Industry has become an important factor propelling the local economy. In 2008, the industrial sector reported a 52.3% contribution to local economic growth, and industrial added value totaled 179.07 billion yuan, 274 times more than that of 1952, 16.6 times above 1978, and 3.98 times more than figures in 2000. The use of information technology in major industries and sectors has been strengthened, while the total amount of major pollutants discharged has been basically controlled, and energy-saving and emission-reduction efforts have yielded good results.
— Mineral resources further developed. Xinjiang is one of Chinese regions rich in oil, gas and coal resources. Encouraged by the state policy of large-scale exploration and development through big investments, Xinjiang has endeavored to turn its resource advantages into economic advantages, and to boost the local economy through resources development so as to benefit all people in Xinjiang.
In 2008, Xinjiang ranked second in China by generating 27.22 million tons of crude oil; and first, by producing 24 billion cubic meters of natural gas. Driven by local oil-and-gas development and China's co-operation with West Asian countries in relevant fields, the construction of pipelines in Xinjiang is advancing rapidly. By 2008, Xinjiang had a network of pipelines whose total length exceeded 4,000 km, covering southern, northern and eastern Xinjiang.
In recent years, thermal power and coal-chemical industries have boomed in Xinjiang. The rapid growth of energy and chemical industries has not only met local demands for energy and petrochemical products, but also spurred services and other relevant sectors. This is important for the formation and upgrading of regional economic structure, as well as for job creation and the urbanization rate.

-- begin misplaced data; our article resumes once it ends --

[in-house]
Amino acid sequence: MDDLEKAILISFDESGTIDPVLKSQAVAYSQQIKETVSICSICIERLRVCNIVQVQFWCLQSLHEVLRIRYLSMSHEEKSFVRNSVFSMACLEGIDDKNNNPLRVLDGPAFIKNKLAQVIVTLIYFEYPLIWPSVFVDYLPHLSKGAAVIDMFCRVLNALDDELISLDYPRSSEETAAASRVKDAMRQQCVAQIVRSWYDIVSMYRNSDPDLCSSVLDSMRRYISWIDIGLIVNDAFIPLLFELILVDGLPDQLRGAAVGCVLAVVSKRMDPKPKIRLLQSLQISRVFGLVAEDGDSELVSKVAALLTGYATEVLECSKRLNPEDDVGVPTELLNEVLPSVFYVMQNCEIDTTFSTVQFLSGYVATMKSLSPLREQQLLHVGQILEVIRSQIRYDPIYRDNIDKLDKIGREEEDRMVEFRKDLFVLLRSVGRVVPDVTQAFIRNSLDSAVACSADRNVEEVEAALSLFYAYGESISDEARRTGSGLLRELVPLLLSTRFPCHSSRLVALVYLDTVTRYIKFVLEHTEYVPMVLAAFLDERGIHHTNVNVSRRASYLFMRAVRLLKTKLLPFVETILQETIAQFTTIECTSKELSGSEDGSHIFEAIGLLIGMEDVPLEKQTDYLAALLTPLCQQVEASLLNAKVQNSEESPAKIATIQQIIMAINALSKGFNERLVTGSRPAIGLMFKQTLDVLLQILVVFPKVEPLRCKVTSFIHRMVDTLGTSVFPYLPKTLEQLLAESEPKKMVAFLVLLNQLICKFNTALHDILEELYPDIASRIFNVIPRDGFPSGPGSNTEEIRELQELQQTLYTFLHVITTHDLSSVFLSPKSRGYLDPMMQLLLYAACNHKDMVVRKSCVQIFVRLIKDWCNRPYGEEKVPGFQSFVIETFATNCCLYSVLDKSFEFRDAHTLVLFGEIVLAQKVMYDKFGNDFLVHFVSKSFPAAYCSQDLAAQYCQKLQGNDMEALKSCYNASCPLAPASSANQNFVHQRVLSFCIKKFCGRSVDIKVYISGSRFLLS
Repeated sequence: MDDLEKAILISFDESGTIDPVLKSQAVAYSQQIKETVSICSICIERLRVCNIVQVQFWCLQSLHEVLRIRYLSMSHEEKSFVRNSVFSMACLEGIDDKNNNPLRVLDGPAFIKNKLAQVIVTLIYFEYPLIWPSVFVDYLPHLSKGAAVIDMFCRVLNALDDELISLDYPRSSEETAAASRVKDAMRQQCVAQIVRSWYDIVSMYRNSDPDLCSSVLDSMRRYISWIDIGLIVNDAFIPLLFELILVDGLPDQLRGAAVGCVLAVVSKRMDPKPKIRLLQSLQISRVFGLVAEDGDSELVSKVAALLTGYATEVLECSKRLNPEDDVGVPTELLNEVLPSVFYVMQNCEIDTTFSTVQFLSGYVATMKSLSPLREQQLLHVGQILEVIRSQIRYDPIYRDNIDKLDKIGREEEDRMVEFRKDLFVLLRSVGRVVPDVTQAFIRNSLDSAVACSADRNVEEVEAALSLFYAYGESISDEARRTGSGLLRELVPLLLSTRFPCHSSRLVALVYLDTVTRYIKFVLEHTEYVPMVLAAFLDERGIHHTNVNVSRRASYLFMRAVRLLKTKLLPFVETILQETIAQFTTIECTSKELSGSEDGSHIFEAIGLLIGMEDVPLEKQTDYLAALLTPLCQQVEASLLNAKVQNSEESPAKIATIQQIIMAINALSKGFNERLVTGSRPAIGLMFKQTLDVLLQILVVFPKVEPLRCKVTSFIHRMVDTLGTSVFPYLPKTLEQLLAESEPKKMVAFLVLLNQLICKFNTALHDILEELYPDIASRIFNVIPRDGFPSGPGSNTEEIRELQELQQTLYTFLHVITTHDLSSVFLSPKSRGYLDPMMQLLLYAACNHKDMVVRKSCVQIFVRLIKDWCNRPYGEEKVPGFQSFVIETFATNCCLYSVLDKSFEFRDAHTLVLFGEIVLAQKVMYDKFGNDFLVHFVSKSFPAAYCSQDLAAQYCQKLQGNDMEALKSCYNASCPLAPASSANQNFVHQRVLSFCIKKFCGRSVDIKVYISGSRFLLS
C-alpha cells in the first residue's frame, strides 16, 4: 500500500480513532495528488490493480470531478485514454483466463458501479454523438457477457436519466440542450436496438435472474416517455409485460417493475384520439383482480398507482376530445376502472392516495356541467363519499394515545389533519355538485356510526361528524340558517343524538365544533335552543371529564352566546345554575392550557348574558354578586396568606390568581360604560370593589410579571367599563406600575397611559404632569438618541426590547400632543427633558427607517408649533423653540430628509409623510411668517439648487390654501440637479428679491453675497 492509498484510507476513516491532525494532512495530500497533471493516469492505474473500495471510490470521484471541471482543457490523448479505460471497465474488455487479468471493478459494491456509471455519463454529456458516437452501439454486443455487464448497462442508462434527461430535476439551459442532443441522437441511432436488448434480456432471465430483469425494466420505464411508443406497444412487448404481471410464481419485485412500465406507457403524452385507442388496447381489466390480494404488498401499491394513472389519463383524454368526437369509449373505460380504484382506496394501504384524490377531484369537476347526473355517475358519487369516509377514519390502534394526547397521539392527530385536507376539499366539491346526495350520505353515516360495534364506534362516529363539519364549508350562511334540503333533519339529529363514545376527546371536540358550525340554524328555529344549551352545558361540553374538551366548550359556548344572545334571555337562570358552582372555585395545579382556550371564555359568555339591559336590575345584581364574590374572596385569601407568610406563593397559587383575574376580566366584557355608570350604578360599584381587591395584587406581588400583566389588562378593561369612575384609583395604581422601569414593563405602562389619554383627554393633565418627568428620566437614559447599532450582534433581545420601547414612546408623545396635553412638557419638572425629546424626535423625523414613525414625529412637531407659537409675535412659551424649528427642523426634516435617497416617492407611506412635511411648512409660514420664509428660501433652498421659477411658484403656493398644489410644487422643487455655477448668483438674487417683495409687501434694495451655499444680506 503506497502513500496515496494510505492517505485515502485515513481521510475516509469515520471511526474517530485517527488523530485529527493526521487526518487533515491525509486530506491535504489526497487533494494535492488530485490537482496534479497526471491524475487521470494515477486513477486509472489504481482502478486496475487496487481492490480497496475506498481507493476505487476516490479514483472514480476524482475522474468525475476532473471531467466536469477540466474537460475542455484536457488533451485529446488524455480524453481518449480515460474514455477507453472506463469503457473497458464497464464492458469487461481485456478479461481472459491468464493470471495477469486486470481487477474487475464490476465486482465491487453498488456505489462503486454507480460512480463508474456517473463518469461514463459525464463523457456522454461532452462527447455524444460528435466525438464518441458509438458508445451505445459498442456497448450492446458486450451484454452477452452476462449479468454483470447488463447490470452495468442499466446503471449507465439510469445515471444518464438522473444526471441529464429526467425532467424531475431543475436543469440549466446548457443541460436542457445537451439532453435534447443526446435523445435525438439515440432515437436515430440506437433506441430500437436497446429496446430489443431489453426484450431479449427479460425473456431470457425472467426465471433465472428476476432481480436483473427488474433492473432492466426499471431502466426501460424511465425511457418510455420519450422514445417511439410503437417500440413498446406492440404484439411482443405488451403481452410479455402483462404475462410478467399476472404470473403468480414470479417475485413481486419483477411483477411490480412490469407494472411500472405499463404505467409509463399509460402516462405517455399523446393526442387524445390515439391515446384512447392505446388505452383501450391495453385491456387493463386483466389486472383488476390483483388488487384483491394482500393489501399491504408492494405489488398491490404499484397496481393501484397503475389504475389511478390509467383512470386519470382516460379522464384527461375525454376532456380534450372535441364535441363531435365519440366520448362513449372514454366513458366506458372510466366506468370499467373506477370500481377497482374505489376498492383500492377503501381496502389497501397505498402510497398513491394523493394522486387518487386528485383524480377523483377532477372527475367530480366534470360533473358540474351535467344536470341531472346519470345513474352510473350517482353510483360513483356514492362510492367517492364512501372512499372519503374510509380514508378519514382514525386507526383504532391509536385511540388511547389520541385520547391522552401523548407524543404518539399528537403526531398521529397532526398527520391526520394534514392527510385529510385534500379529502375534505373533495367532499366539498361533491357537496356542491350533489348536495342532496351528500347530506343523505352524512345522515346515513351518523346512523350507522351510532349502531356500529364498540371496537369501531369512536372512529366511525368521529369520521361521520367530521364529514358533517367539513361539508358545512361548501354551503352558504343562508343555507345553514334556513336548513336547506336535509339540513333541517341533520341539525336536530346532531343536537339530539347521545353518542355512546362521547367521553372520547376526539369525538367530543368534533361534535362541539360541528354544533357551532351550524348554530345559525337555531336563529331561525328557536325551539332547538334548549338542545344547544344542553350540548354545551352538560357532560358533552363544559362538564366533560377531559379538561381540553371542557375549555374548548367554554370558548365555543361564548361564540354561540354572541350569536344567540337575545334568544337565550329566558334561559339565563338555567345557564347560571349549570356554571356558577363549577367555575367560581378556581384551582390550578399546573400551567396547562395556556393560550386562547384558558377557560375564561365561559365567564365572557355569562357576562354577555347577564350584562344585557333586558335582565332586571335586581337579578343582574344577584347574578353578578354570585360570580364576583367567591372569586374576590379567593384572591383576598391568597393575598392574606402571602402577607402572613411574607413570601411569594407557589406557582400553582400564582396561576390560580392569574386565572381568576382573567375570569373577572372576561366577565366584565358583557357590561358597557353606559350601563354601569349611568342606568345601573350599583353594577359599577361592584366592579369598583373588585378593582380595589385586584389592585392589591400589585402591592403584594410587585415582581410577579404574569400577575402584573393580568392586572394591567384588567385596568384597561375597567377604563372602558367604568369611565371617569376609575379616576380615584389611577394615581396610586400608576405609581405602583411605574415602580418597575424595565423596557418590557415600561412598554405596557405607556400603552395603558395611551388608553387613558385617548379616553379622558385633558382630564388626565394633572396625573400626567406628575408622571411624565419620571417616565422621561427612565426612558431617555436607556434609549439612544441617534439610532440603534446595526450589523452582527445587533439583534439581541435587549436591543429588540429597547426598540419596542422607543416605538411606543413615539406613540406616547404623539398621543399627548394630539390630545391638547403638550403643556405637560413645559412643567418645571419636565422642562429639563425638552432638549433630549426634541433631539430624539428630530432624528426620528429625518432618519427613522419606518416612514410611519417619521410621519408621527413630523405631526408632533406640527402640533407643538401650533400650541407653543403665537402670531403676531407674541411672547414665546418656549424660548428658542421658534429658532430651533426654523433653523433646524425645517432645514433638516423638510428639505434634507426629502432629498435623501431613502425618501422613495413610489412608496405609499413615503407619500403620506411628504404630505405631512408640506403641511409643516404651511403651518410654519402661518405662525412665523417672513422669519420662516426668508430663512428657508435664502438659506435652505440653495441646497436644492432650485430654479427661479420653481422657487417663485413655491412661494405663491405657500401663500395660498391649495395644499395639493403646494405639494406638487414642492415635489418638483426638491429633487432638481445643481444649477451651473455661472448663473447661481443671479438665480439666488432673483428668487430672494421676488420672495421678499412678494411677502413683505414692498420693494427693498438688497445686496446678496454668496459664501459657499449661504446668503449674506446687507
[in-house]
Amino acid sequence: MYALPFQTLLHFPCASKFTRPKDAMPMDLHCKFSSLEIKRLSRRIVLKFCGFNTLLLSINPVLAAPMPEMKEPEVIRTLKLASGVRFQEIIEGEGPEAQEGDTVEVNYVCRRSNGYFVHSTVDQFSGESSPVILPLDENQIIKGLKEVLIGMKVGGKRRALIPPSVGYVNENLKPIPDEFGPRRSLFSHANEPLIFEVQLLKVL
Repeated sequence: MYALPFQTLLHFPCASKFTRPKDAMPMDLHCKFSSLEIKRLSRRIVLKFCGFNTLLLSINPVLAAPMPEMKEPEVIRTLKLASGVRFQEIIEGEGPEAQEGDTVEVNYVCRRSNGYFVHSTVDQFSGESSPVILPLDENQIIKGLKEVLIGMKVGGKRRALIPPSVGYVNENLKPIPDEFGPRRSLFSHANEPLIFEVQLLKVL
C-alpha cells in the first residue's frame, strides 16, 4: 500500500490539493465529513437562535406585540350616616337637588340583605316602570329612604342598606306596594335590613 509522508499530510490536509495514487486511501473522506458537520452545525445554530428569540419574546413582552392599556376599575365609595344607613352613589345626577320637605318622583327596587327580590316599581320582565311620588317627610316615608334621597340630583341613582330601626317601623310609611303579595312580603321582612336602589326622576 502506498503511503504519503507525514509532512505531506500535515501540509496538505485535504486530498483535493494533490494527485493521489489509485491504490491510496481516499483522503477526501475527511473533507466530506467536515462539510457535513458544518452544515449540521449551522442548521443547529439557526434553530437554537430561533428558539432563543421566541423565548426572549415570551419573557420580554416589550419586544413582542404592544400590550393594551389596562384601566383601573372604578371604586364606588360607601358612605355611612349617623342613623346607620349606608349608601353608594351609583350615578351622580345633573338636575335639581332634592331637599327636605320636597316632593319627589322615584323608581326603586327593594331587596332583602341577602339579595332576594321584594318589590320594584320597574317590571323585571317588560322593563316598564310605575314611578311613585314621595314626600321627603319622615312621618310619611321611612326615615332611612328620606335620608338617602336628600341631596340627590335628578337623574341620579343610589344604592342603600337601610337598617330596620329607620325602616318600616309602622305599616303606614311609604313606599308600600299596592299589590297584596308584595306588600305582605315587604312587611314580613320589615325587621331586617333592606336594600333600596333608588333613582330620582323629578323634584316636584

— Opening wider to the world. Xinjiang is one of China's major gateways opening to the west. It is also an important passageway on the new Eurasian continental bridge. Bordered by Mongolia, Russia, Kazakhstan, Kyrgyzstan, Tajikistan, Afghanistan, Pakistan and India, Xinjiang has the longest land borders among all frontier provinces and autonomous regions in China. Since China's reform and opening-up in 1978, Xinjiang has experienced a change from being closed or semi-closed to all-round opening up.
Now, Xinjiang has 17 Grade-I ports approved by the state and 12 Grade-II ports approved by the autonomous region itself, linking it immediately to over a dozen surrounding countries. By the end of 2008, Xinjiang was conducting economic and trade cooperation, as well as scientific and technological and cultural exchanges, with 167 countries and regions.
In 2008, Xinjiang's volume of foreign trade reached US$22.217 billion, ranking 12th in China (and second among central and western municipalities, provinces and autonomous regions); it made US$164 million in non-finance direct investment abroad, ranking 13th in China; and its turnover from overseas contracted projects reached US$795 million, ranking 14th. The region dispatched 8,548 people to work overseas, ranking 13th in China.
— Tourism has witnessed buoyant growth. In recent years, Xinjiang's tourism has become a new economic growth point. By 2008, the region has opened nearly 500 scenic zones or spots. Besides the main tourist route along the Silk Road, there are also the Kanas Lake ecotourism zone, the Heavenly Lake, Sayram and Bosten lakes, ancient cultural ruins in Turpan and Kuqa, the folk customs zone in Kashi (Kashgar), and the Ili grasslands. In 2008, Xinjiang hosted 22.3132 million foreign and domestic visitors, and reported nearly 20 billion yuan in tourism revenues.
— Regional economic growth coordinated. The state and the autonomous region have supported areas with advantageous conditions to take the development lead, while adopting preferential policies and measures to boost the development of southern Xinjiang (with the focus on Kashi, Hotan and Kizilsu Kirgiz Autonomous Prefecture) as well as pastureland and frontier areas, for more balanced development between southern and northern Xinjiang, and between urban and rural areas.